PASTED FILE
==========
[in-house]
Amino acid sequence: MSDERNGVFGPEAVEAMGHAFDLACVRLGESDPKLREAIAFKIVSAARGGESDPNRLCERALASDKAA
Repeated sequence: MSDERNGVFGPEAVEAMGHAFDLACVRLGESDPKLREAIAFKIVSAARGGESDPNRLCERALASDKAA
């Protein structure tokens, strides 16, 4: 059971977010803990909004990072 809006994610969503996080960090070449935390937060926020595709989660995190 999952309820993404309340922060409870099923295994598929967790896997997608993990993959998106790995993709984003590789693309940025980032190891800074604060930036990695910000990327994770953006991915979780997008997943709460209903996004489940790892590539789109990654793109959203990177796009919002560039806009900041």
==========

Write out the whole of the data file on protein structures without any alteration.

[in-house]
Amino acid sequence: MSDERNGVFGPEAVEAMGHAFDLACVRLGESDPKLREAIAFKIVSAARGGESDPNRLCERALASDKAA
Repeated sequence: MSDERNGVFGPEAVEAMGHAFDLACVRLGESDPKLREAIAFKIVSAARGGESDPNRLCERALASDKAA
């Protein structure tokens, strides 16, 4: 059971977010803990909004990072 809006994610969503996080960090070449935390937060926020595709989660995190 999952309820993404309340922060409870099923295994598929967790896997997608993990993959998106790995993709984003590789693309940025980032190891800074604060930036990695910000990327994770953006991915979780997008997943709460209903996004489940790892590539789109990654793109959203990177796009919002560039806009900041």